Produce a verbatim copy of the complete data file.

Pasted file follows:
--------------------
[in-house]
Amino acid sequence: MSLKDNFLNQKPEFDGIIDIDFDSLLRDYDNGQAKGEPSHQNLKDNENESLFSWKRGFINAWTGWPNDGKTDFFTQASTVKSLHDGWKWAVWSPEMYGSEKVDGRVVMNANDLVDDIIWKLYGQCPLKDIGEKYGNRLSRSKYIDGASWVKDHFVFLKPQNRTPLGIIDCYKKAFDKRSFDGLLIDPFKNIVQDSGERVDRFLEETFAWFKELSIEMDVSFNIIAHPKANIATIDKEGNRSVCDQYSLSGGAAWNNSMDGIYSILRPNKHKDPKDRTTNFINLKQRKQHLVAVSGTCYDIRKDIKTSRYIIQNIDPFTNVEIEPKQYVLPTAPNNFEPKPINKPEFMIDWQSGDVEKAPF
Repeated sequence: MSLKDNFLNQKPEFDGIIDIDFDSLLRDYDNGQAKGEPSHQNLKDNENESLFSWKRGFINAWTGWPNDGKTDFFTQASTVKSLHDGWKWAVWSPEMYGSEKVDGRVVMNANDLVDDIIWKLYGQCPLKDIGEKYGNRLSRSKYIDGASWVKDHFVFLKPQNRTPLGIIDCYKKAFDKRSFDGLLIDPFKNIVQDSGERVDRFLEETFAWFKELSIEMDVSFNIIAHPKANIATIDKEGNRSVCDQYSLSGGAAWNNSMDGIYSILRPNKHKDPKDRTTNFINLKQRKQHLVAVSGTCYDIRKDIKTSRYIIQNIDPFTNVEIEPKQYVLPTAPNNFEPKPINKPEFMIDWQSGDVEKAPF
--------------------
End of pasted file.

[in-house]
Amino acid sequence: MSLKDNFLNQKPEFDGIIDIDFDSLLRDYDNGQAKGEPSHQNLKDNENESLFSWKRGFINAWTGWPNDGKTDFFTQASTVKSLHDGWKWAVWSPEMYGSEKVDGRVVMNANDLVDDIIWKLYGQCPLKDIGEKYGNRLSRSKYIDGASWVKDHFVFLKPQNRTPLGIIDCYKKAFDKRSFDGLLIDPFKNIVQDSGERVDRFLEETFAWFKELSIEMDVSFNIIAHPKANIATIDKEGNRSVCDQYSLSGGAAWNNSMDGIYSILRPNKHKDPKDRTTNFINLKQRKQHLVAVSGTCYDIRKDIKTSRYIIQNIDPFTNVEIEPKQYVLPTAPNNFEPKPINKPEFMIDWQSGDVEKAPF
Repeated sequence: MSLKDNFLNQKPEFDGIIDIDFDSLLRDYDNGQAKGEPSHQNLKDNENESLFSWKRGFINAWTGWPNDGKTDFFTQASTVKSLHDGWKWAVWSPEMYGSEKVDGRVVMNANDLVDDIIWKLYGQCPLKDIGEKYGNRLSRSKYIDGASWVKDHFVFLKPQNRTPLGIIDCYKKAFDKRSFDGLLIDPFKNIVQDSGERVDRFLEETFAWFKELSIEMDVSFNIIAHPKANIATIDKEGNRSVCDQYSLSGGAAWNNSMDGIYSILRPNKHKDPKDRTTNFINLKQRKQHLVAVSGTCYDIRKDIKTSRYIIQNIDPFTNVEIEPKQYVLPTAPNNFEPKPINKPEFMIDWQSGDVEKAPF